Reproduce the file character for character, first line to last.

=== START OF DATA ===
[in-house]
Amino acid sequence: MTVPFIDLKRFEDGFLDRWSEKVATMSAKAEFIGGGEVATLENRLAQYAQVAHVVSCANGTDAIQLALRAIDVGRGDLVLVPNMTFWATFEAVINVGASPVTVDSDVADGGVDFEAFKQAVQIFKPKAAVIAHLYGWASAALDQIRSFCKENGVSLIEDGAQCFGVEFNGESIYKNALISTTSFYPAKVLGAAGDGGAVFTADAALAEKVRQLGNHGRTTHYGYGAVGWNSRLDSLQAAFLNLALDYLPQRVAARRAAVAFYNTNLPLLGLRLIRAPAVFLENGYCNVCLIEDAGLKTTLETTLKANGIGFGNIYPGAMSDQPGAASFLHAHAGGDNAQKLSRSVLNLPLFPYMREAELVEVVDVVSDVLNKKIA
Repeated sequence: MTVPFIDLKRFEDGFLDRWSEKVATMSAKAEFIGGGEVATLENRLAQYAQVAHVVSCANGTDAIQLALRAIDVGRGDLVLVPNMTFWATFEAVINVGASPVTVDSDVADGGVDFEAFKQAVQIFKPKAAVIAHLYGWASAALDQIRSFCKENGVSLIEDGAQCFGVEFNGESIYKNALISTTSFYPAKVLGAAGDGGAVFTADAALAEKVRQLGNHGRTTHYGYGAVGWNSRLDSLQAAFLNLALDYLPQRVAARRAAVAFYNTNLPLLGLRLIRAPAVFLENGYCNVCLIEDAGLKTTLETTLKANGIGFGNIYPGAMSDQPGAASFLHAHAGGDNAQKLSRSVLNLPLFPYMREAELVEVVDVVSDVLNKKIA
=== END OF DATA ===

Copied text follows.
[in-house]
Amino acid sequence: MTVPFIDLKRFEDGFLDRWSEKVATMSAKAEFIGGGEVATLENRLAQYAQVAHVVSCANGTDAIQLALRAIDVGRGDLVLVPNMTFWATFEAVINVGASPVTVDSDVADGGVDFEAFKQAVQIFKPKAAVIAHLYGWASAALDQIRSFCKENGVSLIEDGAQCFGVEFNGESIYKNALISTTSFYPAKVLGAAGDGGAVFTADAALAEKVRQLGNHGRTTHYGYGAVGWNSRLDSLQAAFLNLALDYLPQRVAARRAAVAFYNTNLPLLGLRLIRAPAVFLENGYCNVCLIEDAGLKTTLETTLKANGIGFGNIYPGAMSDQPGAASFLHAHAGGDNAQKLSRSVLNLPLFPYMREAELVEVVDVVSDVLNKKIA
Repeated sequence: MTVPFIDLKRFEDGFLDRWSEKVATMSAKAEFIGGGEVATLENRLAQYAQVAHVVSCANGTDAIQLALRAIDVGRGDLVLVPNMTFWATFEAVINVGASPVTVDSDVADGGVDFEAFKQAVQIFKPKAAVIAHLYGWASAALDQIRSFCKENGVSLIEDGAQCFGVEFNGESIYKNALISTTSFYPAKVLGAAGDGGAVFTADAALAEKVRQLGNHGRTTHYGYGAVGWNSRLDSLQAAFLNLALDYLPQRVAARRAAVAFYNTNLPLLGLRLIRAPAVFLENGYCNVCLIEDAGLKTTLETTLKANGIGFGNIYPGAMSDQPGAASFLHAHAGGDNAQKLSRSVLNLPLFPYMREAELVEVVDVVSDVLNKKIA